SACRAMENTO, Calif. - California regulators have approved revised worksite pandemic rules that allow fully vaccinated employees the same freedoms as when they are off the job.
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The governor-appointed California Occupational Safety and Health Standards Board approved them on a 5-1 vote.
Gov. Gavin Newsom immediately issued an executive order waiving the usual 10-day legal review. The new rules will take effect as soon as they are filed with the secretary of state.
"While I understand the proposal in front of us today is extremely controversial and inconvenient, now I don’t think is the time to let our guard down," said David Harrison, a labor representative on the board who voted for the revised rules. "We need to do everything reasonable, and I highlight reasonable ... within our power to protect employees in California and across the country."
The rules apply in almost every workplace in the state, including to workers in offices, factories and retail.
They are intended to ensure that workers are protected while businesses resume normal or near-normal activity, Eric Berg, deputy chief of health for California’s Division of Occupational Safety and Health, known as Cal/OSHA, told the board.
Business groups had sought the changes but argued they didn’t go far enough. They supported conforming rules for businesses with state guidelines patterned after the latest federal Centers for Disease Control and Prevention recommendations.
The California Chamber of Commerce, which represents more than 14,000 members, still praised a decision it said "will help employers move forward and fully reopen."
Board member Laura Stock, an occupational safety expert who cast the lone opposition vote, warned that the pandemic is not over.
"This has real consequences that people can get sick and die due to exposure in the workplace," Stock said.
She said the rules go too far by eliminating physical distancing and workplace partitions and allowing workers to self-report their vaccination status, while relying too heavily on people to be vaccinated.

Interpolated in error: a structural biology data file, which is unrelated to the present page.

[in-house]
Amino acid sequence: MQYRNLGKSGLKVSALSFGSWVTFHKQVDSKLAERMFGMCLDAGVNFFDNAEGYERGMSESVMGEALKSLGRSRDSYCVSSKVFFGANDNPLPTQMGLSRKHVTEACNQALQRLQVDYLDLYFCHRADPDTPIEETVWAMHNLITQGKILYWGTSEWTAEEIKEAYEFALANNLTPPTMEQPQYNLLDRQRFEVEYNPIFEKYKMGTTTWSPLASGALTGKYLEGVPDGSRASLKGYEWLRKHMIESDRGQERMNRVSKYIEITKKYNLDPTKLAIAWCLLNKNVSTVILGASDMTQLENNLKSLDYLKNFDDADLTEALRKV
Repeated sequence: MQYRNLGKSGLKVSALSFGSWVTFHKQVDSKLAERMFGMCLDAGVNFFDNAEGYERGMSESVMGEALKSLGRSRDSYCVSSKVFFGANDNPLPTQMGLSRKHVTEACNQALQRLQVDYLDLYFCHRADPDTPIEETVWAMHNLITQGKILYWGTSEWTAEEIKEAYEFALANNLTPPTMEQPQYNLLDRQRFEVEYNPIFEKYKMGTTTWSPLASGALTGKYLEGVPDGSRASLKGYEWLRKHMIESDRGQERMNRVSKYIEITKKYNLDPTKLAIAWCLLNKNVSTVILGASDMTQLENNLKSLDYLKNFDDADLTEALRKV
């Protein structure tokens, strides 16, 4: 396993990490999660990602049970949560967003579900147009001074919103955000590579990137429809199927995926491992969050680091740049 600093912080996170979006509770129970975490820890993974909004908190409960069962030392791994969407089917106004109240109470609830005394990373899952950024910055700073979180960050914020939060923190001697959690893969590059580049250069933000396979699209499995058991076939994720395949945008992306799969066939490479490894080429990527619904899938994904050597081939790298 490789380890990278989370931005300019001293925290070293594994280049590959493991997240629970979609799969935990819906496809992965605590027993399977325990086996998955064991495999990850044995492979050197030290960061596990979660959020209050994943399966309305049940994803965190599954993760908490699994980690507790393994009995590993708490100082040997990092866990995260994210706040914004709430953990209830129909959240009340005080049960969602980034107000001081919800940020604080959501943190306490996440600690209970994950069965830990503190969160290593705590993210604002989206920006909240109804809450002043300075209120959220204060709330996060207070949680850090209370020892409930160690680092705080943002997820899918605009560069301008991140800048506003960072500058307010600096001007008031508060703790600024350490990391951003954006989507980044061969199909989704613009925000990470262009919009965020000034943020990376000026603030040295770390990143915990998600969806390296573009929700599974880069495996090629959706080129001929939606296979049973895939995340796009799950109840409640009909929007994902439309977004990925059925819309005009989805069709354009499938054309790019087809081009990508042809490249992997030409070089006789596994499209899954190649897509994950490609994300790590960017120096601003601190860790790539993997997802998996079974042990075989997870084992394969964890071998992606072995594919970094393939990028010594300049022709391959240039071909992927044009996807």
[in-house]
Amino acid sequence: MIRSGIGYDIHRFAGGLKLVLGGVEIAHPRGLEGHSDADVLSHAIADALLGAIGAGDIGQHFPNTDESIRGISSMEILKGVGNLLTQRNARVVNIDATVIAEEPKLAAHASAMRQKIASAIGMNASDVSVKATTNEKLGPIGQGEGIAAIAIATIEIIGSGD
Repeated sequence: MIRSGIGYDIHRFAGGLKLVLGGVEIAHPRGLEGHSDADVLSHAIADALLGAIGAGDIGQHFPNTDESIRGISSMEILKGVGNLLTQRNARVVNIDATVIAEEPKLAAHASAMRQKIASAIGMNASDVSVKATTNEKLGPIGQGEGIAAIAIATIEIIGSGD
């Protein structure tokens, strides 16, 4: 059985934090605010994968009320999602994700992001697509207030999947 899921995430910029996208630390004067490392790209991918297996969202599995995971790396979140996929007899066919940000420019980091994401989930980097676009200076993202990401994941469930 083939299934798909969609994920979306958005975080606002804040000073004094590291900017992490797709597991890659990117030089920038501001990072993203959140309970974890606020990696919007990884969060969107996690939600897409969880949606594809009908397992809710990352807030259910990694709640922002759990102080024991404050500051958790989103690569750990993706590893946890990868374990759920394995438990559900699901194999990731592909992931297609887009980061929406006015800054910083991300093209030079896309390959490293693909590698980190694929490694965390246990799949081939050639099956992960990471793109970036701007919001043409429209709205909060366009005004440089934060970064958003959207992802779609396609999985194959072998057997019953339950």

"What’s very difficult is to figure out what the balance is so that we’re doing the most good for the most people, but not at all dismissing the vulnerable in our population," said Chris Laszcz-Davis, a management representative on the board.
The move comes after the board did a double-twisting backflip in recent weeks when it first postponed, then rejected, then adopted, then rescinded proposed rules that would have allowed workers to forego masks only if every employee in a room was fully vaccinated against the coronavirus.
The new regulations conform with general state guidelines patterned after the latest U.S. Centers for Disease Control and Prevention recommendations.
Fully vaccinated employees will not need to wear masks, except in locations like mass transit and classrooms where they are required for everyone, or in the event of outbreaks.
Physical distancing will also end except for certain workers during major outbreaks.
Vaccinated employees also won’t need to be tested or quarantined unless they show symptoms, even if they have close contact with an infected person.
Employers must document that workers who skip masks indoors are indeed fully vaccinated. But employers have the choice of requiring workers to show proof of vaccination or allowing employees to self-attest to their vaccination status, with the employer keeping a record of who self-attests.
They could also decide to require everyone to remain masked — vaccinated or not. And vaccinated employees will still be able to wear masks if they choose without facing retaliation.
The California Chamber of Commerce in a statement thanked Newsom, a Democrat, for eliminating confusion by pledging to conform workplace rules with the state’s loosened pandemic precautions.
That includes immediately ending social distancing obligations instead of waiting until July 31, as California’s Division of Occupational Safety and Health, known as Cal/OSHA, had initially proposed.
The chamber also praised a rule change that will require employers to provide the most effective N95 masks for free to unvaccinated employees only upon request.
Helen Cleary, director of the Phylmar Regulatory Roundtable, a coalition of large businesses with major California operations, said allowing workers to self-attest is helpful, though her coalition still objects to requiring employers to document employees’ vaccine status.
Requiring employers to provide N95 masks even upon request will still require them to stockpile the most efficient face coverings, she said.
Everyone will need to remain masked in places such as public transit, indoor school classes, health care facilities and evacuation centers.